C. B., C. M. G., D. S. O.


6th February 1919.

In severing my connection with the Brigade, I shall have little to say to you in addition to that which I said to you on parade this morning. I propose to urge upon the Government the very great importance of perpetuating as Units of the Canadian Army all units at present in the Canadian Corps. By this means you will preserve the records and traditions which you have built up and so splendidly maintained during four years of active warfare. There are, I am sure, many among you who would like to maintain your connection with your old Units, and undoubtedly in all cases your sons and their sons would like to serve in the same Unit.

You are about to return to Canada to be absorbed again into the national life. This is sometimes referred to as the "Returned Soldier Problem". To me there is no such problem. Men of the Canadian Corps will return to Canada with a wider vision and finer conception of Canada, its opportunities and destinies, than they ever had before. The national life of Canada will be enriched by your return and by our participation in the affairs of the country. You have seen war and the destruction which war brings, and you will determined to keep war far way from Canada. You have seen people of autocratically governed countries reduced to the utmost misery, and you will be quite clear in your minds that we want no autocracy in Canada. You have seen the squalor, poverty and vice of great European cities, and you will have none of that in the life of Canada if it can be avoided. You have heard and seen something of the attempts to rectify these conditions by violence, riot and disorder, and you will not tolerate in Canada the Revolutionist or the Bolshevist. In days to come you will realize that we have conditions and opportunities in Canada which do not exist elsewhere, and it will be your duty to safe-guard these conditions and exploit these opportunities to the common advantage of all these people of Canada. You have seen something of the might and power of the great Empire to which we belong, and you will return to Canada persuaded that this great Empire is an instrument of righteousness and a safe-guard of the life, property and liberties of the whole world. Bearing these facts in mind, and having adventured your lives in defence of the great principles which brought us into this conflict, I am certain that your absorption into the national life of Canada will result in great benefit to the Canadian nation.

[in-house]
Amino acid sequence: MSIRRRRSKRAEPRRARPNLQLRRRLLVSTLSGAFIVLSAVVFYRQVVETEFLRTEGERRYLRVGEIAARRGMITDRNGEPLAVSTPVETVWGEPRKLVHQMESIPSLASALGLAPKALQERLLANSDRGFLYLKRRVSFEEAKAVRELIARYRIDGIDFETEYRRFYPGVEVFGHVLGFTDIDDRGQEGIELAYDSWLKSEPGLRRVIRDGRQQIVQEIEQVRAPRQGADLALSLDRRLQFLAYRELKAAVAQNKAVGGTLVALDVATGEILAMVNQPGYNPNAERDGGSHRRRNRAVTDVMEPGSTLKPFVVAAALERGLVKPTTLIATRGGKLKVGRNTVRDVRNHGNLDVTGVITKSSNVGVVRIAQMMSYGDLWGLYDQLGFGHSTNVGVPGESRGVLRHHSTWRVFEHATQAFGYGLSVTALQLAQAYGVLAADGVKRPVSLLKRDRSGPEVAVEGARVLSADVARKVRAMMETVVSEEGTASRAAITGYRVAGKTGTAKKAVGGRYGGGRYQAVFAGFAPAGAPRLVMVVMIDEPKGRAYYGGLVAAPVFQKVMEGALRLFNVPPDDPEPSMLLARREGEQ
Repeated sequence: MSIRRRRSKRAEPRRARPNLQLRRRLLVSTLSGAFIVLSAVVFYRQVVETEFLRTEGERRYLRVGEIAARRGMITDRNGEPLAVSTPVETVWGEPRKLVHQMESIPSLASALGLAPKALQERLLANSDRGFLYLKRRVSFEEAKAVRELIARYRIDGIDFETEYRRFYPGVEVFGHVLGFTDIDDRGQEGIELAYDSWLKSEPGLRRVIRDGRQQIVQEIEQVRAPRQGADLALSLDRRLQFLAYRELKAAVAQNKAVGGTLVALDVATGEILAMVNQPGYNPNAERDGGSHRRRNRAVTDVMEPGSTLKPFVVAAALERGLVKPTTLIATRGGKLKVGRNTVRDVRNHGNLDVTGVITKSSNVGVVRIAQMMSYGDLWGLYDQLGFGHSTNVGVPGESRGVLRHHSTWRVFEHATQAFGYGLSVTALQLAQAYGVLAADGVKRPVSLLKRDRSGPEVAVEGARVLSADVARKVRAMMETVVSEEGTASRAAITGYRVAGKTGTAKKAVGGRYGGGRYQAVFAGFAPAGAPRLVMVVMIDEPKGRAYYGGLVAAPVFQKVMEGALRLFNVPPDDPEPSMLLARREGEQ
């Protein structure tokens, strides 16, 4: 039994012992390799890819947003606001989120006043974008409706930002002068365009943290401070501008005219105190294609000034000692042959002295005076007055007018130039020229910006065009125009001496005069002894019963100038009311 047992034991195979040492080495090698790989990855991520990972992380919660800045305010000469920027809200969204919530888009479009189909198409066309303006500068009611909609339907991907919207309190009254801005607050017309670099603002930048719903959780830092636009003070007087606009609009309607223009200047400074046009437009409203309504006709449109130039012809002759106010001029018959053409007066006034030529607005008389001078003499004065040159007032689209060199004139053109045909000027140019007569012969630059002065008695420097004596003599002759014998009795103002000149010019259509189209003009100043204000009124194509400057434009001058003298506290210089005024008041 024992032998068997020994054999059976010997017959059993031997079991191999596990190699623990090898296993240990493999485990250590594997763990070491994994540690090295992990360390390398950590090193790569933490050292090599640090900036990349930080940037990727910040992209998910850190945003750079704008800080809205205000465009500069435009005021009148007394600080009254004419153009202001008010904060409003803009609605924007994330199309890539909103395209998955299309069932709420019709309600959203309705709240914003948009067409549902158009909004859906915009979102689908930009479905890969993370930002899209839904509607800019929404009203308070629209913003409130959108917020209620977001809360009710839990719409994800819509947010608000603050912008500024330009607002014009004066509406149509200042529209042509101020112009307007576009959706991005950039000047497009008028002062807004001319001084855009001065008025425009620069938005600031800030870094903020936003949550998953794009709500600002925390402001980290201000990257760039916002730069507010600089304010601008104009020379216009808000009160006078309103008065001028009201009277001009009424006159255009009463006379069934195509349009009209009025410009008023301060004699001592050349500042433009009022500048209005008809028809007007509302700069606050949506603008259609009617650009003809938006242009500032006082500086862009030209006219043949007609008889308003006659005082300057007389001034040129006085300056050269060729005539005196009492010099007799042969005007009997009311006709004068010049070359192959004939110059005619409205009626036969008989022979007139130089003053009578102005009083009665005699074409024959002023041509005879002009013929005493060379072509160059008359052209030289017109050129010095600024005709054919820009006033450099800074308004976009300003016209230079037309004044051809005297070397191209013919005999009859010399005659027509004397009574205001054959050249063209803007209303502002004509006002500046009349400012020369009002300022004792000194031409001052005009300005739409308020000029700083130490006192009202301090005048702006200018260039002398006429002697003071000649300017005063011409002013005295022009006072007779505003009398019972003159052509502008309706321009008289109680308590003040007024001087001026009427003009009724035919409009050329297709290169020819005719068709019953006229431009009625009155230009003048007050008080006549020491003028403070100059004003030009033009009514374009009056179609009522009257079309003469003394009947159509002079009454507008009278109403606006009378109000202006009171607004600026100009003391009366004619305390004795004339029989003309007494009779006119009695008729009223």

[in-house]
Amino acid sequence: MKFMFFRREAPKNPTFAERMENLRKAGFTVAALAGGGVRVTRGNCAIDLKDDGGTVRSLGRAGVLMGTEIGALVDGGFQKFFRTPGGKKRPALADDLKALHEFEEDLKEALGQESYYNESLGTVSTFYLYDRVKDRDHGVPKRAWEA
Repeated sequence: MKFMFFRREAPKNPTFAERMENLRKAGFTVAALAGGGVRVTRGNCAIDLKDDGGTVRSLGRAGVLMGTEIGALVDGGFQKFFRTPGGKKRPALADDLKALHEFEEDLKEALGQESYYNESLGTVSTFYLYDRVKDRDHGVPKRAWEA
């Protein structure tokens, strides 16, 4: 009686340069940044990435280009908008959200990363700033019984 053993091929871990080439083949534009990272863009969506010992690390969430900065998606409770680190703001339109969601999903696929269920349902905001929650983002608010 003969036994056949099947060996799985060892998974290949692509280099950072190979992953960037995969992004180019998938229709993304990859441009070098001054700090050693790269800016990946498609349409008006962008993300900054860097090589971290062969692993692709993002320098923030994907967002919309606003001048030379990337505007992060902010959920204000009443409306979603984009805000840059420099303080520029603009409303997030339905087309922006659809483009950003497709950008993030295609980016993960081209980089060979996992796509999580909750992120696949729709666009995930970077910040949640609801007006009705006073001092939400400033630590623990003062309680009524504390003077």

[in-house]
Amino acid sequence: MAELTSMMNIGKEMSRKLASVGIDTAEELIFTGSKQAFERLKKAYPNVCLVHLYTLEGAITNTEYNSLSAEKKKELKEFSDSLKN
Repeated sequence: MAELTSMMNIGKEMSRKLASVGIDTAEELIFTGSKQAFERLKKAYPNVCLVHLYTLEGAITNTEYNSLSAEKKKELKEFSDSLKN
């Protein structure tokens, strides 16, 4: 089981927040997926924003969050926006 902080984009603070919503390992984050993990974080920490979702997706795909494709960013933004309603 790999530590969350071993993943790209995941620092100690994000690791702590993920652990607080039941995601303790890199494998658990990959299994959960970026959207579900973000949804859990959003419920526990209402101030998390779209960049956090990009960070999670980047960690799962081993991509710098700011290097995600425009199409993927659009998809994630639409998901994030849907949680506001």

For two years I have been privileged to command this Brigade. During that time we have fought the heaviest and bloodiest battles in the Great War and we have brought to triumphant conclusion the task to which we tuned our hands some four and a half years ago. I have always trusted you implicitly and have always known that there were no tasks which man could perform which you could not do. I have never ceased to marvel at your great patience in trials and difficulties and your wonderful courage under all circumstances. You have been, and are, the lst word in military efficiency, and Canada is very proud of you. I could not be otherwise than proud of you also.

Good luck to you and God bless you and bring you safely to you homes and people in Canada.


Brigadier General.

Commanding 1st Canadian Infantry Brigade.

City of Edmonton Archives , Loyal Edmonton Regiment Collection